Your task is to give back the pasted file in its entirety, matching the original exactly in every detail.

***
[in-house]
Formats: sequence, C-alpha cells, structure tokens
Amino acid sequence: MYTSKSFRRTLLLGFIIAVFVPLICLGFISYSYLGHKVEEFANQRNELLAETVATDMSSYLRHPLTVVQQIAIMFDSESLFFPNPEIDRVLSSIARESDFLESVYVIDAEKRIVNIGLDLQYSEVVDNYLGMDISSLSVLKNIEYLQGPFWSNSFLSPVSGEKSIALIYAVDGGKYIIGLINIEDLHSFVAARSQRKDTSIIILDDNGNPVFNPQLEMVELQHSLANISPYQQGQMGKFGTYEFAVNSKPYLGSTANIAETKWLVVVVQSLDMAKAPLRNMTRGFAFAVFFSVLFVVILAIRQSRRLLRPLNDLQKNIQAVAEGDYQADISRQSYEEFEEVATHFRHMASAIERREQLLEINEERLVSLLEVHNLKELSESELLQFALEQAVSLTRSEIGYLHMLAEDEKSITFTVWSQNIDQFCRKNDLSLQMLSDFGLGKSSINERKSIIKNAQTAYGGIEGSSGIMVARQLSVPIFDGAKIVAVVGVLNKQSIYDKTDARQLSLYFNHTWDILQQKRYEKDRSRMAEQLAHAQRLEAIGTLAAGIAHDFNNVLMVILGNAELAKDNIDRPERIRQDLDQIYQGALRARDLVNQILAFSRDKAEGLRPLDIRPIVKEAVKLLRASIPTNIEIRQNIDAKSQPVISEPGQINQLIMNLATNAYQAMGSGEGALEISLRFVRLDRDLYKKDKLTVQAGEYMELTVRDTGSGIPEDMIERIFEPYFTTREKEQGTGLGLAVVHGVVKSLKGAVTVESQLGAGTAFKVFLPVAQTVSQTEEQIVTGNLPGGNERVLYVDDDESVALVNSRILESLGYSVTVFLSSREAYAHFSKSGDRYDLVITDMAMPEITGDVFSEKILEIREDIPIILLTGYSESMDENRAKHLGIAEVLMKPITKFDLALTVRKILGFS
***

[in-house]
Formats: sequence, C-alpha cells, structure tokens
Amino acid sequence: MYTSKSFRRTLLLGFIIAVFVPLICLGFISYSYLGHKVEEFANQRNELLAETVATDMSSYLRHPLTVVQQIAIMFDSESLFFPNPEIDRVLSSIARESDFLESVYVIDAEKRIVNIGLDLQYSEVVDNYLGMDISSLSVLKNIEYLQGPFWSNSFLSPVSGEKSIALIYAVDGGKYIIGLINIEDLHSFVAARSQRKDTSIIILDDNGNPVFNPQLEMVELQHSLANISPYQQGQMGKFGTYEFAVNSKPYLGSTANIAETKWLVVVVQSLDMAKAPLRNMTRGFAFAVFFSVLFVVILAIRQSRRLLRPLNDLQKNIQAVAEGDYQADISRQSYEEFEEVATHFRHMASAIERREQLLEINEERLVSLLEVHNLKELSESELLQFALEQAVSLTRSEIGYLHMLAEDEKSITFTVWSQNIDQFCRKNDLSLQMLSDFGLGKSSINERKSIIKNAQTAYGGIEGSSGIMVARQLSVPIFDGAKIVAVVGVLNKQSIYDKTDARQLSLYFNHTWDILQQKRYEKDRSRMAEQLAHAQRLEAIGTLAAGIAHDFNNVLMVILGNAELAKDNIDRPERIRQDLDQIYQGALRARDLVNQILAFSRDKAEGLRPLDIRPIVKEAVKLLRASIPTNIEIRQNIDAKSQPVISEPGQINQLIMNLATNAYQAMGSGEGALEISLRFVRLDRDLYKKDKLTVQAGEYMELTVRDTGSGIPEDMIERIFEPYFTTREKEQGTGLGLAVVHGVVKSLKGAVTVESQLGAGTAFKVFLPVAQTVSQTEEQIVTGNLPGGNERVLYVDDDESVALVNSRILESLGYSVTVFLSSREAYAHFSKSGDRYDLVITDMAMPEITGDVFSEKILEIREDIPIILLTGYSESMDENRAKHLGIAEVLMKPITKFDLALTVRKILGFS